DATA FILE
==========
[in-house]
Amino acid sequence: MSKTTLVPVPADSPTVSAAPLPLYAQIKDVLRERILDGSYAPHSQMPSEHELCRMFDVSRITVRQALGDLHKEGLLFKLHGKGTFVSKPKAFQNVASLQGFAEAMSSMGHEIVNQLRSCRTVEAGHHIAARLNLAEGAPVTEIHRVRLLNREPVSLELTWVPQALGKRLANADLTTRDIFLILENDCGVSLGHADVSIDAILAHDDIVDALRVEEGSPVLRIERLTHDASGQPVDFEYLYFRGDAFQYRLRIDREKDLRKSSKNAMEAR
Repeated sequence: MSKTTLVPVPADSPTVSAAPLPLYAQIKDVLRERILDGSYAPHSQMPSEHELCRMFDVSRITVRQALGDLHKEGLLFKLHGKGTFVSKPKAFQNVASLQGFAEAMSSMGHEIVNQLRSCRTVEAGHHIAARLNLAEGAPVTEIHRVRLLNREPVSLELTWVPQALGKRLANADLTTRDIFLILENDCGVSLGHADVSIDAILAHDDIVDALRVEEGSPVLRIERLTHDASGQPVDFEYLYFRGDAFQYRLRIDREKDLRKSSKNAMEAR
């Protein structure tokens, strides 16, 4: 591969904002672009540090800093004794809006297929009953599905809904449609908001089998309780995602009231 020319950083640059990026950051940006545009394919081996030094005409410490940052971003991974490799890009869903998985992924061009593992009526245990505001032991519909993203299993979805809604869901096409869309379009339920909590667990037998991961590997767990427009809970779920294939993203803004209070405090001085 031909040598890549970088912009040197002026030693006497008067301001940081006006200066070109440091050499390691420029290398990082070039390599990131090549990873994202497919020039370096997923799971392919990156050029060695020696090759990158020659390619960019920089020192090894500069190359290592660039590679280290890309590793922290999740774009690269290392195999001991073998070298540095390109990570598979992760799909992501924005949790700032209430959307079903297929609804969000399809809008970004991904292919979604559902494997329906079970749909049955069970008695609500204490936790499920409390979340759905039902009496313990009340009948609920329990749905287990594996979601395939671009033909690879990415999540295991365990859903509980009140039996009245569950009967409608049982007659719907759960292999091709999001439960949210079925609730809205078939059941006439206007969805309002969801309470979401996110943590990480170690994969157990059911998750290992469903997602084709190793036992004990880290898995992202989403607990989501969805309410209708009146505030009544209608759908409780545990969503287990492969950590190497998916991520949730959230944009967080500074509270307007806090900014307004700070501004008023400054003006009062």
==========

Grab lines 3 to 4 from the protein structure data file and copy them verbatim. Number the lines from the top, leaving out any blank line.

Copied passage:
Repeated sequence: MSKTTLVPVPADSPTVSAAPLPLYAQIKDVLRERILDGSYAPHSQMPSEHELCRMFDVSRITVRQALGDLHKEGLLFKLHGKGTFVSKPKAFQNVASLQGFAEAMSSMGHEIVNQLRSCRTVEAGHHIAARLNLAEGAPVTEIHRVRLLNREPVSLELTWVPQALGKRLANADLTTRDIFLILENDCGVSLGHADVSIDAILAHDDIVDALRVEEGSPVLRIERLTHDASGQPVDFEYLYFRGDAFQYRLRIDREKDLRKSSKNAMEAR
């Protein structure tokens, strides 16, 4: 591969904002672009540090800093004794809006297929009953599905809904449609908001089998309780995602009231 020319950083640059990026950051940006545009394919081996030094005409410490940052971003991974490799890009869903998985992924061009593992009526245990505001032991519909993203299993979805809604869901096409869309379009339920909590667990037998991961590997767990427009809970779920294939993203803004209070405090001085 031909040598890549970088912009040197002026030693006497008067301001940081006006200066070109440091050499390691420029290398990082070039390599990131090549990873994202497919020039370096997923799971392919990156050029060695020696090759990158020659390619960019920089020192090894500069190359290592660039590679280290890309590793922290999740774009690269290392195999001991073998070298540095390109990570598979992760799909992501924005949790700032209430959307079903297929609804969000399809809008970004991904292919979604559902494997329906079970749909049955069970008695609500204490936790499920409390979340759905039902009496313990009340009948609920329990749905287990594996979601395939671009033909690879990415999540295991365990859903509980009140039996009245569950009967409608049982007659719907759960292999091709999001439960949210079925609730809205078939059941006439206007969805309002969801309470979401996110943590990480170690994969157990059911998750290992469903997602084709190793036992004990880290898995992202989403607990989501969805309410209708009146505030009544209608759908409780545990969503287990492969950590190497998916991520949730959230944009967080500074509270307007806090900014307004700070501004008023400054003006009062």